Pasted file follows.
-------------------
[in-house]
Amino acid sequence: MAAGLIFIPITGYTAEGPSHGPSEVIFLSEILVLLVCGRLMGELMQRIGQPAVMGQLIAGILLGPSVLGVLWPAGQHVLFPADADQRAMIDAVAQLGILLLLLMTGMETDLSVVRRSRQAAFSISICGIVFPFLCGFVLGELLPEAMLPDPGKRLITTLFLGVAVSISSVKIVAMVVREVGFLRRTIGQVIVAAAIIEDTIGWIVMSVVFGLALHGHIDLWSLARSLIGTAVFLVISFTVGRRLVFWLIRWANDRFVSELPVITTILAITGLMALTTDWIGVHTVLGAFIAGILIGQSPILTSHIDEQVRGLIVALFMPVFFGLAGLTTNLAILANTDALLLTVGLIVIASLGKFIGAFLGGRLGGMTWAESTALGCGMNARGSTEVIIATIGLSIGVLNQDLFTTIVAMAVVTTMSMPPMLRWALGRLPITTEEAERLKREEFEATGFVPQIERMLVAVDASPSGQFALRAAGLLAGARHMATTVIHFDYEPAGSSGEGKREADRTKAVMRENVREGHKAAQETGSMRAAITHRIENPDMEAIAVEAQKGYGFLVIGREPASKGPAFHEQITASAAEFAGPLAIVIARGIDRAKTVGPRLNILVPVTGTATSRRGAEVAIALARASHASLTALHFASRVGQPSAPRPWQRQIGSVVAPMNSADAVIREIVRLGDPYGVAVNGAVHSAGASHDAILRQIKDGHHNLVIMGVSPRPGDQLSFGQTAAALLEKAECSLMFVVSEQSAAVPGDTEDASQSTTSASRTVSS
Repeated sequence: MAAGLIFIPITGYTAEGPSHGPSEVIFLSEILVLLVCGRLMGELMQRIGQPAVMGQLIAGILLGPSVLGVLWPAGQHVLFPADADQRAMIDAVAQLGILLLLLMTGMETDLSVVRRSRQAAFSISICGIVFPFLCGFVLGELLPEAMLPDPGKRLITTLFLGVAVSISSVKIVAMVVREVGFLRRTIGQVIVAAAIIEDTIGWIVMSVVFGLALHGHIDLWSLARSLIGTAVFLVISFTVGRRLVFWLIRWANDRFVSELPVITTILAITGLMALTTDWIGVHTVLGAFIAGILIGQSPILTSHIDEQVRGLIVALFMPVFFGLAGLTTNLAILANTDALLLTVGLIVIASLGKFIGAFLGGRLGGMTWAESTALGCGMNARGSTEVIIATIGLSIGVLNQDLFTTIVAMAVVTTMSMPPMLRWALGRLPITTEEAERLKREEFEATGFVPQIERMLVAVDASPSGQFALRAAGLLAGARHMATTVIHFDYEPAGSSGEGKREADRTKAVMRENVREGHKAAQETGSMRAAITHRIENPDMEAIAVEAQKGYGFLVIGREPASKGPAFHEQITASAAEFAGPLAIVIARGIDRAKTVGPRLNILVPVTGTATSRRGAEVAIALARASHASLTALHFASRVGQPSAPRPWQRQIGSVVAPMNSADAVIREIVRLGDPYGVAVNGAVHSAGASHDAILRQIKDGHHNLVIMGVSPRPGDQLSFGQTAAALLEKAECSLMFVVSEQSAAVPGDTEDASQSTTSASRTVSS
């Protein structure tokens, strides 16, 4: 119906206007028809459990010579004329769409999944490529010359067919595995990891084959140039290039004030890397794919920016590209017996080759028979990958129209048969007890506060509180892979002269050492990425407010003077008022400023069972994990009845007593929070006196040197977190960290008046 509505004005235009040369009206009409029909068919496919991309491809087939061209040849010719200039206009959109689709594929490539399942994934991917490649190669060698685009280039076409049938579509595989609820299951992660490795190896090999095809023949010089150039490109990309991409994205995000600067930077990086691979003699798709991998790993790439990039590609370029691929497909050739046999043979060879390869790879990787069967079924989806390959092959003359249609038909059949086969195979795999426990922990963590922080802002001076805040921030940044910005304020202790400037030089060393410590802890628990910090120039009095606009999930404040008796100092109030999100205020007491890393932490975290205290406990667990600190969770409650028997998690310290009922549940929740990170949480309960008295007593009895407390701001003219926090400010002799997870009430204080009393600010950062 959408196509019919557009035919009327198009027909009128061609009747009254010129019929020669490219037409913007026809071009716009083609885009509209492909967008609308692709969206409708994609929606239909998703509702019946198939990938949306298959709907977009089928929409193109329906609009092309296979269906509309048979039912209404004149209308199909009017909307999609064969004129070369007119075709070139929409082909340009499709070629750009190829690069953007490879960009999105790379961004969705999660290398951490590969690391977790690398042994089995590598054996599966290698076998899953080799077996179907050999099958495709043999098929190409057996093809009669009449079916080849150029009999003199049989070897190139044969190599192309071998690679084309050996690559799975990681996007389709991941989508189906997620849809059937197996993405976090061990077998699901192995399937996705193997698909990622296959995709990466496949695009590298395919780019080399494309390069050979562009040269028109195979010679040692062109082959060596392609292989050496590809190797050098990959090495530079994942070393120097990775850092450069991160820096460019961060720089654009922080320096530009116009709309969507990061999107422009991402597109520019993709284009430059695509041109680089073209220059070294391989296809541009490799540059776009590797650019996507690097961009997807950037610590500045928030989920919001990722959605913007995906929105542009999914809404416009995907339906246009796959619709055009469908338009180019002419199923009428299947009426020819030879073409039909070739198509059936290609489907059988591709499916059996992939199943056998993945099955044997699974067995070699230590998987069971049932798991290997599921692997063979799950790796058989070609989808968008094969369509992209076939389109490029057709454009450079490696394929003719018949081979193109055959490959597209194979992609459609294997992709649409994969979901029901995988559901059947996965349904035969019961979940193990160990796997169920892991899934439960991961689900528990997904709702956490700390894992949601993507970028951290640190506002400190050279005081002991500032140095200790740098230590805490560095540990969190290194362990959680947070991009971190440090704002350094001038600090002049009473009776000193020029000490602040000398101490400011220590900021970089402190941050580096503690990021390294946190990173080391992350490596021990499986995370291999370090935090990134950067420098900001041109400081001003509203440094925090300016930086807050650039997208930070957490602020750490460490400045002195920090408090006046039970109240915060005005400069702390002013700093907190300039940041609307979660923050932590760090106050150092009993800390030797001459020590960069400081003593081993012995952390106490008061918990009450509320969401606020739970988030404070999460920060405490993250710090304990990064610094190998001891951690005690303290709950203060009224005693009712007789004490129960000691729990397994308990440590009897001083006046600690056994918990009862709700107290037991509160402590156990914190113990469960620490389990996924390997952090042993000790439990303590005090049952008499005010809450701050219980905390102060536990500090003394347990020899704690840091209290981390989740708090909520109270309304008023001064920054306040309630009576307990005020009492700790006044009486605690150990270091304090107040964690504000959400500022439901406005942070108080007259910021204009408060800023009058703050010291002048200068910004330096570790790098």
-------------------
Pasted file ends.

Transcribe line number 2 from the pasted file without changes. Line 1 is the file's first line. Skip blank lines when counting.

Amino acid sequence: MAAGLIFIPITGYTAEGPSHGPSEVIFLSEILVLLVCGRLMGELMQRIGQPAVMGQLIAGILLGPSVLGVLWPAGQHVLFPADADQRAMIDAVAQLGILLLLLMTGMETDLSVVRRSRQAAFSISICGIVFPFLCGFVLGELLPEAMLPDPGKRLITTLFLGVAVSISSVKIVAMVVREVGFLRRTIGQVIVAAAIIEDTIGWIVMSVVFGLALHGHIDLWSLARSLIGTAVFLVISFTVGRRLVFWLIRWANDRFVSELPVITTILAITGLMALTTDWIGVHTVLGAFIAGILIGQSPILTSHIDEQVRGLIVALFMPVFFGLAGLTTNLAILANTDALLLTVGLIVIASLGKFIGAFLGGRLGGMTWAESTALGCGMNARGSTEVIIATIGLSIGVLNQDLFTTIVAMAVVTTMSMPPMLRWALGRLPITTEEAERLKREEFEATGFVPQIERMLVAVDASPSGQFALRAAGLLAGARHMATTVIHFDYEPAGSSGEGKREADRTKAVMRENVREGHKAAQETGSMRAAITHRIENPDMEAIAVEAQKGYGFLVIGREPASKGPAFHEQITASAAEFAGPLAIVIARGIDRAKTVGPRLNILVPVTGTATSRRGAEVAIALARASHASLTALHFASRVGQPSAPRPWQRQIGSVVAPMNSADAVIREIVRLGDPYGVAVNGAVHSAGASHDAILRQIKDGHHNLVIMGVSPRPGDQLSFGQTAAALLEKAECSLMFVVSEQSAAVPGDTEDASQSTTSASRTVSS